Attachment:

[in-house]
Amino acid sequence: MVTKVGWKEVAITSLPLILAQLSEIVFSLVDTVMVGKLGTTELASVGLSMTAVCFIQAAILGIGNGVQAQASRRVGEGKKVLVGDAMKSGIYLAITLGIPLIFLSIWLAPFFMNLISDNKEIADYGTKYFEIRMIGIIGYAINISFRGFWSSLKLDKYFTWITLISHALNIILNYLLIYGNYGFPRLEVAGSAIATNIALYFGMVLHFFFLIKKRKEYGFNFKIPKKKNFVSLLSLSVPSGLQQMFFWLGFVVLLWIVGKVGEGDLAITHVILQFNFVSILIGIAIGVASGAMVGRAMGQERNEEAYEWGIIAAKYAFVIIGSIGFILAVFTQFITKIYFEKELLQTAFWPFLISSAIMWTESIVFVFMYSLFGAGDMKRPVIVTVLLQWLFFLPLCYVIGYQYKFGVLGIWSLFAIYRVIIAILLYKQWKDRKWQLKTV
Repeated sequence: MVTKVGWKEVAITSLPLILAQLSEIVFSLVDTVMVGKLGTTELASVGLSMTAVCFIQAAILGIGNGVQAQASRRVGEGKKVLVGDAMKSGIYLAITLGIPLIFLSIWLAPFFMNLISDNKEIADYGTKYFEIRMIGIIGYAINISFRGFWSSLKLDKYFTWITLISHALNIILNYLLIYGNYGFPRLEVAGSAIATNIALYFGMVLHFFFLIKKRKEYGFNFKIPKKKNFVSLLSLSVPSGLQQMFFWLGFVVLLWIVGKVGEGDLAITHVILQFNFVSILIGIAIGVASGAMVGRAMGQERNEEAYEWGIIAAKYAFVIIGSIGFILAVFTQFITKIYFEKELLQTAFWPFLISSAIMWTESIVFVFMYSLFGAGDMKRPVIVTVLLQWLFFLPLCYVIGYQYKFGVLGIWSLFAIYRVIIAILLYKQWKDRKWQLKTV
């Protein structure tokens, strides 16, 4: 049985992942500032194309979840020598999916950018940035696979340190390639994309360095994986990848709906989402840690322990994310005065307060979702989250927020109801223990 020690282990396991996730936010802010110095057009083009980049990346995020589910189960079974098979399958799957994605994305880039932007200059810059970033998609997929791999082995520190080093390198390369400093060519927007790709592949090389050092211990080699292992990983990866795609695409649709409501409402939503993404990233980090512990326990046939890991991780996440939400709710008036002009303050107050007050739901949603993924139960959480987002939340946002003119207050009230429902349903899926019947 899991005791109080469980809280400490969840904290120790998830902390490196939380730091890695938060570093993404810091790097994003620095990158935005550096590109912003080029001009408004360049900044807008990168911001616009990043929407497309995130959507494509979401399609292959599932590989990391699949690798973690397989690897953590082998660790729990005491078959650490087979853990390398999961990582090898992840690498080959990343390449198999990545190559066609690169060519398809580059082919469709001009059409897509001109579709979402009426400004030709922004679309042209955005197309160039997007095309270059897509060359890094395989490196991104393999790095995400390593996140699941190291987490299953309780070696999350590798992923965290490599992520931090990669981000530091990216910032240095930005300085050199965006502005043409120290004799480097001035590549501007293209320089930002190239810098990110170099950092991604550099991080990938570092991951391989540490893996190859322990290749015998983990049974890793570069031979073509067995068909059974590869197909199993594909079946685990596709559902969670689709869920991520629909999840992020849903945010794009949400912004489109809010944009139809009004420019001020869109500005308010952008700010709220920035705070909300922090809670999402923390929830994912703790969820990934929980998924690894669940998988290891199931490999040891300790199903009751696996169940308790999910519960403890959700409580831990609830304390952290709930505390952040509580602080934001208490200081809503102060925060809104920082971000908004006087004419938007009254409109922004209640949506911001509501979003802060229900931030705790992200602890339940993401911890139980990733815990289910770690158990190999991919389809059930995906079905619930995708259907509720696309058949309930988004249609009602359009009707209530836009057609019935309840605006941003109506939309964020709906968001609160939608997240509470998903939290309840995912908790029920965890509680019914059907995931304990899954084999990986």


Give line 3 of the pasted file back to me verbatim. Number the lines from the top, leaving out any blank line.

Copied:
Repeated sequence: MVTKVGWKEVAITSLPLILAQLSEIVFSLVDTVMVGKLGTTELASVGLSMTAVCFIQAAILGIGNGVQAQASRRVGEGKKVLVGDAMKSGIYLAITLGIPLIFLSIWLAPFFMNLISDNKEIADYGTKYFEIRMIGIIGYAINISFRGFWSSLKLDKYFTWITLISHALNIILNYLLIYGNYGFPRLEVAGSAIATNIALYFGMVLHFFFLIKKRKEYGFNFKIPKKKNFVSLLSLSVPSGLQQMFFWLGFVVLLWIVGKVGEGDLAITHVILQFNFVSILIGIAIGVASGAMVGRAMGQERNEEAYEWGIIAAKYAFVIIGSIGFILAVFTQFITKIYFEKELLQTAFWPFLISSAIMWTESIVFVFMYSLFGAGDMKRPVIVTVLLQWLFFLPLCYVIGYQYKFGVLGIWSLFAIYRVIIAILLYKQWKDRKWQLKTV